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Moody’s: Loan relief reduces CMBS loan delinquencies for now

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Lenders’ loan modifications have temporarily reduced the delinquency rate of loans in CMBS deals for the second month in a row, according to Moody’s Investors Service, but the temporary nature remains cause for concern.

“Forbearance and other temporary relief and loan modifications drove the second consecutive delinquency rate decrease after three months of historically large increases,” said Moody’s in its monthly CMBS-US report published Oct. 15.

Moody’s notes that its CMBS conduit loan Delinquency Tracker (DQT) fell to 7.51% in September from 7.73% the month before, which still represents the fourth highest delinquency rate since November 2013.

The business lockdowns imposed by states in the first few months of the pandemic hit retail and hotel properties especially hard. While states have gradually sought to open their economies, those industries have continued to operate at a fraction of their capacity. Their loans made up 79.0% of those delinquent 60 days or more.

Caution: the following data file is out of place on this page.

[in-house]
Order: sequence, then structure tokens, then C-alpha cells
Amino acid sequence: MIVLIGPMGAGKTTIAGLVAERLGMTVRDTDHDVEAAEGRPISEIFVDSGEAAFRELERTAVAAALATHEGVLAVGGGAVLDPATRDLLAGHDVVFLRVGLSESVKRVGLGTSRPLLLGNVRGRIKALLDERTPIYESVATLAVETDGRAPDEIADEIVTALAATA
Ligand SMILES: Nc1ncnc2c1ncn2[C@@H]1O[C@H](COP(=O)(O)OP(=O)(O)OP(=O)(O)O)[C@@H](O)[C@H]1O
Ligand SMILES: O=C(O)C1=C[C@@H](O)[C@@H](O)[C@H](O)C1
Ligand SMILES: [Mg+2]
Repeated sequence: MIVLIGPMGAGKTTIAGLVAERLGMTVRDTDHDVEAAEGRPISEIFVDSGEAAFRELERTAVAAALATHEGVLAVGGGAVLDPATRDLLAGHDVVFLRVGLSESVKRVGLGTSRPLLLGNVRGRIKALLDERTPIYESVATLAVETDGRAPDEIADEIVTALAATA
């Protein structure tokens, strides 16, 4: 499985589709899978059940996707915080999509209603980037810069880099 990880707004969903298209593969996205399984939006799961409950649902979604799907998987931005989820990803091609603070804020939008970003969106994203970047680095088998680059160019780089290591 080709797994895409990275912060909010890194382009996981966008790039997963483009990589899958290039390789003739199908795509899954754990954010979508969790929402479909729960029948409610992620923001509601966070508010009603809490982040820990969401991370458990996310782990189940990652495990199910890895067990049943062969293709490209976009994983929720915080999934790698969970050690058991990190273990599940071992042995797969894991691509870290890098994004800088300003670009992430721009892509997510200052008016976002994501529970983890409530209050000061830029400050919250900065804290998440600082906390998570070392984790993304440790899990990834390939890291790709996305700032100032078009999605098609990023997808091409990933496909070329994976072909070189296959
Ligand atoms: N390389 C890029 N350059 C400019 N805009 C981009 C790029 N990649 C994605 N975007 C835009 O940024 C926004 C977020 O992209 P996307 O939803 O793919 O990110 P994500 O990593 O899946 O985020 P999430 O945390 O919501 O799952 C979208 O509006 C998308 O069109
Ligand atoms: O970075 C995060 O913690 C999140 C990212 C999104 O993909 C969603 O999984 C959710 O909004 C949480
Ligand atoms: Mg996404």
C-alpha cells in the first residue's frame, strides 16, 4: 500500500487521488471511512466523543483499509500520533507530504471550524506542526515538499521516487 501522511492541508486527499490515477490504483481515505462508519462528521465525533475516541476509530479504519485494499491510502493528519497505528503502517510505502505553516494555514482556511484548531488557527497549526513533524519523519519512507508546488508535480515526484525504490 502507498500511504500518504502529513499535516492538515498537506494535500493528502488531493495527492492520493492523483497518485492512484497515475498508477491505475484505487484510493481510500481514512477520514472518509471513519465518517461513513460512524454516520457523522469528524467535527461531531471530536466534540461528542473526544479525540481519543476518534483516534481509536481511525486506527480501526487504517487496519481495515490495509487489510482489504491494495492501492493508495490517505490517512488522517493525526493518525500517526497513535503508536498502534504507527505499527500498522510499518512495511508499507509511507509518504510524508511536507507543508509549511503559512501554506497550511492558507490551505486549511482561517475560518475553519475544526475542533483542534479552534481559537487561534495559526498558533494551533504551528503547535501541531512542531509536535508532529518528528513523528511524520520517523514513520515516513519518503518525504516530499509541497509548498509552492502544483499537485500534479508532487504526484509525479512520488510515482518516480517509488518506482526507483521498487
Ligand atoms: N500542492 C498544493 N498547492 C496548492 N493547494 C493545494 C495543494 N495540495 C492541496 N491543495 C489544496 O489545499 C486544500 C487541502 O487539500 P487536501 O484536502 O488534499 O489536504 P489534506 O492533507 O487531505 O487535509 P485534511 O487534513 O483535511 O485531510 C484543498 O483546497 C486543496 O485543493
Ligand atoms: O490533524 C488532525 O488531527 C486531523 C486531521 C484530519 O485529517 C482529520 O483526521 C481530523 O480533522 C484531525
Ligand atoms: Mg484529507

In addition to loan forbearance and modifications, businesses have benefitted from federal stimulus that has enabled them to continue paying employees. That funding, however, has expired and prospects for a second round before the presidential election have dimmed, just as Covid-19 infection rates have begun to rise again.

Moody’s notes that CMBS conduit loans becoming 60 to 89 days delinquent fell slightly in September from the month before, while those with shorter late payments or payments not yet received but still within their grace periods also fell slightly or remained the same. The rating agency says the decreasing share of loans less than 60 days delinquent potentially signals that the most stressed assets from the initial pandemic lockdown “have been completely realized.”

Moody’s adds, however, that “this is highly contingent upon various factors such as debt relief agreements, government support, and successful resolution to the health crisis where regional economies are able to reopen fully and safely.”

Retail and hotel properties made up a majority of late payments, respectively 33.3% and 32.7%.

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